Sunday, 22 February 2015


“Courage is grace under pressure.” - Ernest Hemingway

We watched Florian Henckel von Donnersmarck 2006 excellent film “The Lives of Others” starring Ulrich Mühe, Martina Gedeck, Sebastian Koch, Ulrich Tukur and Thomas Thieme. The director also wrote the screenplay, which must have made this film one that is very close to his heart. This is definitely one film that is worth the 78 wins and 27 nominations for awards that it achieved, including the 2007 Oscar for Best Foreign Language Film.

The plot has as follows: Gerd Wiesler (Ulrich Mühe) is an officer with the Stasi, the East German secret police. It is 1984 when Wiesler attends a play written by Georg Dreyman (Sebastian Koch), who is considered by many to be the ultimate example of the loyal citizen and a man of letters that supports the East German Socialist regime. Wiesler has a gut feeling that Dreyman can’t be as ideal as he seems and believes surveillance is called for. The Minister of Culture (Thomas Thieme) agrees but only later does Wiesler learn that the Minister sees Wiesler as a rival and lusts after his partner and leading actress, Christa (Martina Gedeck).

Dreyman’s apartment is bugged and Wiesler is in charge of surveillance. The more time Wiesler spends listening in on them, the more involved he becomes in their lives and he comes to care about them. The once rigid Stasi officer begins to intervene in their lives, in a positive way, protecting them whenever possible. Eventually, Wiesler’s activities catch up with him and he must prove himself loyal to the regime and his superior, Lieutenant Colonel Anton Grubitz (Ulrich Tukur)…

The film is 137 minutes long, but never did we look at the clock and it kept our interest up throughout. The acting was exceptional, the cinematography, sets, costumes and music splendid and production values wonderful. This was a stellar film in all categories. That everyone involved in its making believed in it is supported by the fact that the entire budget of the film, about 2 million dollars (1.6 million Euro), was possible only because the actors were willing to work for 20% of their customary salary.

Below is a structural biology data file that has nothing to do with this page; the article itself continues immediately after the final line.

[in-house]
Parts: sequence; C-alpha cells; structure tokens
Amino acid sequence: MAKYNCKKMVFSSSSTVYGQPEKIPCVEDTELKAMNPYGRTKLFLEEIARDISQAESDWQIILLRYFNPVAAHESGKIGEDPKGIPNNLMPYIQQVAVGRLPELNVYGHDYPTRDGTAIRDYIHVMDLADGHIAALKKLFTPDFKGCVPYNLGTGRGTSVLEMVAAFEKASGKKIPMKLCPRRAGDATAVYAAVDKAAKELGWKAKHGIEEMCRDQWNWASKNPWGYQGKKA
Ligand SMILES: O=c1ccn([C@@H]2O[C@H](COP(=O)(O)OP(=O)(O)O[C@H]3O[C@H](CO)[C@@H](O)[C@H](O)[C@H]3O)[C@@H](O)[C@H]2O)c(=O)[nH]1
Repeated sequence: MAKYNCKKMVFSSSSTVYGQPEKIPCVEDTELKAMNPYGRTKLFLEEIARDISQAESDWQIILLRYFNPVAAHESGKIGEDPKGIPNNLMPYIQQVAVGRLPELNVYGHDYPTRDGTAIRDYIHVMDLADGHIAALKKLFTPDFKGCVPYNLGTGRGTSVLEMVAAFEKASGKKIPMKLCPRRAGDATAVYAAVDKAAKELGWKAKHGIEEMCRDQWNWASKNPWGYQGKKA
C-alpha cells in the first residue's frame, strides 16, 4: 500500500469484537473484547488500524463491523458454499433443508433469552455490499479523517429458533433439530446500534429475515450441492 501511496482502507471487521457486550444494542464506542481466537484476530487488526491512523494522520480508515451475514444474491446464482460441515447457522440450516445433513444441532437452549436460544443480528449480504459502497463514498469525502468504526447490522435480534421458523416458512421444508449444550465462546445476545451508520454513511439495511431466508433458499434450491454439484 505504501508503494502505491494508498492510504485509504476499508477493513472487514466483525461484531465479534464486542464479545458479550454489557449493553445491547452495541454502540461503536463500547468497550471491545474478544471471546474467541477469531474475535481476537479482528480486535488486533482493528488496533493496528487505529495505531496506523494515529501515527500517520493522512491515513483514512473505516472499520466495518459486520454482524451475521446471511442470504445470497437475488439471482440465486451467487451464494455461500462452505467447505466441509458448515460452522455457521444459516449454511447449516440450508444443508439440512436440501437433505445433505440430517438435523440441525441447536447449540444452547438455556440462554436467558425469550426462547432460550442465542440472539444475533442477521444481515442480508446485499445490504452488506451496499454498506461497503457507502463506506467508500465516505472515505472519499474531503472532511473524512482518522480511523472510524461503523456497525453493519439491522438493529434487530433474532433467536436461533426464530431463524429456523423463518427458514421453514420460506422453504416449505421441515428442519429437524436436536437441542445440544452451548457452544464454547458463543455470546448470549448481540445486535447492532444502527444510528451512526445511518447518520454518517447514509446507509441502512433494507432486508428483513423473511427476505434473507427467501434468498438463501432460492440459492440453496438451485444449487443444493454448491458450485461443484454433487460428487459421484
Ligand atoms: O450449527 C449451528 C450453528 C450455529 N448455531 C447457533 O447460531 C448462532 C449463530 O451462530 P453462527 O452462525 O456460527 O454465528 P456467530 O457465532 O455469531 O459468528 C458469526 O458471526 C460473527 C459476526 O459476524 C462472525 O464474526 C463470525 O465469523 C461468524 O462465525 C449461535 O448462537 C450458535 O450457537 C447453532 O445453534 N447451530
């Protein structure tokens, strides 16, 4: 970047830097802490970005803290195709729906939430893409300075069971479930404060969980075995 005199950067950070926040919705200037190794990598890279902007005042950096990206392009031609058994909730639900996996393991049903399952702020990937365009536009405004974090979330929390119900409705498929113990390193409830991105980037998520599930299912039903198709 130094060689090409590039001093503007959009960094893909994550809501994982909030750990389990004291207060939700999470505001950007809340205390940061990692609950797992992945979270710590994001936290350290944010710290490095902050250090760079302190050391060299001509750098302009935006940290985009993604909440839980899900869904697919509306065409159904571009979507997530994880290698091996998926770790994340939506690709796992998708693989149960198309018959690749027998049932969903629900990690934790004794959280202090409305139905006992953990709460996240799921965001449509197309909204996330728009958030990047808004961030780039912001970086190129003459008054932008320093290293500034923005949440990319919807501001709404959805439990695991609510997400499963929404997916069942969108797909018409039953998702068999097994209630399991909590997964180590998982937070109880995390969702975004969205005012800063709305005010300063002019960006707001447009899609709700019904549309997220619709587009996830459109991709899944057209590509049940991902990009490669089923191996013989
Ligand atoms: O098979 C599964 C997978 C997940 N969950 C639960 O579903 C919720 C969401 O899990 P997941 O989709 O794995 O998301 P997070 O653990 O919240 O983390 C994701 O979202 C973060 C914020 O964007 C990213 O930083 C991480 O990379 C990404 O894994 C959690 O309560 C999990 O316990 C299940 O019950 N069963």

The themes running through the movie are art (literature, music, acting, etc), and the positive effect it can have on people’s lives; conscience, and for how long we can choose ignore it; betrayal, and the way we can fall into its trap; redemption, and how we can salvage our self respect and humanity in the face of past wrongdoing. The manner in which a person may realise the error of their way and how they can actively take steps to make right their wrongs in a pivotal element in the film and is it this positive transformation of character that makes the movie a powerful one.

I would recommend this film most highly, but be warned, it is a gritty, “heavy”, confronting film that challenges viewers and exposes many of the atrocities of totalitarian regimes, highlighting the abuses of human rights and personal freedom that is inevitable in such regimes. It is a robust, substantial and absorbing film that one can sink one’s teeth into. We found it poignant, moving and extremely satisfying as both a movie and as a political statement.


  1. Nicholas, this is indeed a wonderful film and I think either the director or leading man was actually, at one time in real life, involved with the Stasi.
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  2. This was an outstanding film! Excellent review.